Needle-thin hairs containing compounds that irritate the skin give the stinging nettle its apropos name. This weed can grow up to 4 feet tall and produces small green flowers in the summer. While painful if brushed up against, stinging nettles can actually be eaten by humans and animals, and used in natural medicines. Unfortunately, it can push out other plants and is considered invasive, so you may want to get it out of your garden. To do so, spray with systemic herbicide and be careful not to touch it with bare hands.

23. Broadleaf plantain

If you notice large, wavy leaves and tall seed stalks in the summer or fall, you're dealing with the broadleaf plantain, which is an invasive species that needs to be removed. It often grows in poor quality, compact, cool or wet soil, so growing a lush yard will keep it away. You could also remove this weed with a puller or an herbicide. If you pull it up, it can be consumed and is known to be a beneficial ingredient to use in natural medicine. 

24. Crabgrass

Crabgrass has flat leaves that spread out from the center in the spring and summer. It looks very similar to grass and is often found in patchy areas of a yard, as well as in dry and hot temperatures. If you see this in your garden, remove it immediately, as it could take nutrients away from your vegetation and may produce pesticides. To get rid of this fast-growing weed, you'll need to spread crabgrass killer and preventer. Before you do so, you could remove the seeds to crush them into flour or grain. 

25. Nutsedge

Another weed that looks similar to grass, what distinguishes nutsedge is mostly its color. Some species have a yellow-brown appearance, while others are slightly reddish. If you find this sprouting in the spring in your garden, it could mean your soil has poor drainage and is too wet. It's important to get rid of this weed, as it can quickly infest a garden and overtake your healthy produce. You can either remove it completely by hand, in which case you could cook with the roots, or use a nutsedge-specific weed killer.

26. Quackgrass

Quackgrass looks like grass but the stalks have a wheat-like appearance, are green in color, and flower during the spring, summer, and fall. While the roots and leaves are edible, many consider this weed to be a nuisance, as it's difficult to get rid of and can harm your vegetation. To remove quackgrass, cover it in dark plastic or spray it with grass killer.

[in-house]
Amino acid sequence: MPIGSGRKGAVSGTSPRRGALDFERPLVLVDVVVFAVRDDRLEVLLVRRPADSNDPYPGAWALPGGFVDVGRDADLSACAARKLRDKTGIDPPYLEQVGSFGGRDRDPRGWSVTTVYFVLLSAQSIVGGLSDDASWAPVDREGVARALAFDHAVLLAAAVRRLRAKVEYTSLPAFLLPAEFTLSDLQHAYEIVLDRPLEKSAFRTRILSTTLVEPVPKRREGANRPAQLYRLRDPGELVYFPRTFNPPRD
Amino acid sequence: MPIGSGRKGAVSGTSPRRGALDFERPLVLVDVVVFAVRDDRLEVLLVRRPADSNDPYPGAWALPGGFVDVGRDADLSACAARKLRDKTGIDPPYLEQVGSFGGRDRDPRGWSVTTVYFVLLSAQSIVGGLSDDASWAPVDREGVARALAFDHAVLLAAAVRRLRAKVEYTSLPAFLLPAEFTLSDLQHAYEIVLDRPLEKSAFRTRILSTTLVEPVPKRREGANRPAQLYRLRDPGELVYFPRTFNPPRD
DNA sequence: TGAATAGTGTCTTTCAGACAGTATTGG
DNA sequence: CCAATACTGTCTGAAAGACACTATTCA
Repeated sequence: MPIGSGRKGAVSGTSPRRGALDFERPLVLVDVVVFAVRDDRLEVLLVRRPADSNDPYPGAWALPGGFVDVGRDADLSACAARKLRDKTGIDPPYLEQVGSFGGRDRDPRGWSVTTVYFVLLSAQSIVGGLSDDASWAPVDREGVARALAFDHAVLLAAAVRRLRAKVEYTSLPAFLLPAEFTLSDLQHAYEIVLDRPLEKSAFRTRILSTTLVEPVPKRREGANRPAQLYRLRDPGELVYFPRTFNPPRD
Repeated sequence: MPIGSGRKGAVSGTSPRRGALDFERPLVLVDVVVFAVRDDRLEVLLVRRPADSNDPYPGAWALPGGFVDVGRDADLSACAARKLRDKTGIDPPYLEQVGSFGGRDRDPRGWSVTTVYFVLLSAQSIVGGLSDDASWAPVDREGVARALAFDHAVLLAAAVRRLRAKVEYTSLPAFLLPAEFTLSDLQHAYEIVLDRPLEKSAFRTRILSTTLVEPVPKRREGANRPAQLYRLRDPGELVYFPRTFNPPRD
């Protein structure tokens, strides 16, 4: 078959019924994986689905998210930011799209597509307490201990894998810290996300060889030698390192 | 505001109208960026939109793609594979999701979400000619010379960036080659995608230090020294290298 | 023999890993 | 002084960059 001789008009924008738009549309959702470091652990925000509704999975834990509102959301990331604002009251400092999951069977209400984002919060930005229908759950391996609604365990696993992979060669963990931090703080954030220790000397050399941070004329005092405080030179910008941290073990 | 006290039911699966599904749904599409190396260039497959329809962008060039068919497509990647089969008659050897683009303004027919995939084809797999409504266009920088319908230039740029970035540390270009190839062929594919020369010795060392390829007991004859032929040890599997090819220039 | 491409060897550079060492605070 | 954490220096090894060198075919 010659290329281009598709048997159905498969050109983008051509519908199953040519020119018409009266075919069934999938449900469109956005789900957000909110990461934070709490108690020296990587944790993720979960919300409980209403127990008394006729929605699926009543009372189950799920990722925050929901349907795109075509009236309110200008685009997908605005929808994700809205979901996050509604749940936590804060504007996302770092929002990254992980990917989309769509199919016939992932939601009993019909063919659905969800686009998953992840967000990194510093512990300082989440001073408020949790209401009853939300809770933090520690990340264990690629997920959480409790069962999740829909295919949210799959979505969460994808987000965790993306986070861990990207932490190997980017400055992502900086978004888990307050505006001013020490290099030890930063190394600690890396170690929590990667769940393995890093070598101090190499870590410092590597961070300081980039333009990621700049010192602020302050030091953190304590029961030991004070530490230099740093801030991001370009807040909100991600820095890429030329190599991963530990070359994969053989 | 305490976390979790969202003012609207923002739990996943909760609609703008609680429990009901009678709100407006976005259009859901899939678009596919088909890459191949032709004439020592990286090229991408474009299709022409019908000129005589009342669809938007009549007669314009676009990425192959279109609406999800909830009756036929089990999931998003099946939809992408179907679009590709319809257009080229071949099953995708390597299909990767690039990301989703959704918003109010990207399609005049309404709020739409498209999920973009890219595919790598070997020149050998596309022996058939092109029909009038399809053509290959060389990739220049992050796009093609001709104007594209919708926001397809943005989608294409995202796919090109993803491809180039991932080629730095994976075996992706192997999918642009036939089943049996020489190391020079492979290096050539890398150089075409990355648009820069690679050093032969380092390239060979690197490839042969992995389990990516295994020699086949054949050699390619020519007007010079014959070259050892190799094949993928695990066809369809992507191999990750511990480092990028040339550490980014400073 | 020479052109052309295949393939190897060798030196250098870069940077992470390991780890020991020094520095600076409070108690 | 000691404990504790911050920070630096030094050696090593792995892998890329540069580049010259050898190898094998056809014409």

27. Sandbur

Also with a grass-like appearance, sandbur grows in the spring, is light in color, and has sharp burs that turn brown in the fall. Because of the burs, many eradicate this weed from their garden to protect humans and animals. To keep this weed from growing in your yard, grow lush grass, mow often, or spray the plants with crabgrass killer. If you want to make this plant into flour, pick some before killing it.

28. Poison ivy

Well-known for causing an itchy skin rash, poison ivy is toxic, which is reason enough for most to remove it from their gardens. To identify it, look for dark, pointed leaves that grow in the spring in groups of three. Because the oils of this plant almost always produce an allergic reaction, wear gloves when removing by hand or after you've sprayed it with an herbicide. Keep in mind that it should never be burned, as this will expel the plant's toxicity into the air. 

29. Prostrate spurge

Identified by growing low to the ground and having small round leaves, prostrate spurge is also called 'spotted spurge' because the leaves often have a dark purple spot in the middle. It grows in the summer and fall, and it contains a toxic white sap that can cause irritation if eaten. If this weed pops up in your garden, it could be a sign of a nutrient deficiency or soil that has become too compact. There's no reason to keep this weed around, so remove it with herbicide, boiling water, or by hand.

30. Ragweed

Common ragweed rapidly grows a few feet tall in the spring and has greenish, yellow leaves. Because it often causes allergy symptoms, many choose to remove it from their yards; when doing this, wear protective eyewear and a mask. Another reason to remove this weed is that it can harm other crops. To get rid of it, dig it up before it matures or use an herbicide. Once removed, it can be used for various medicinal purposes.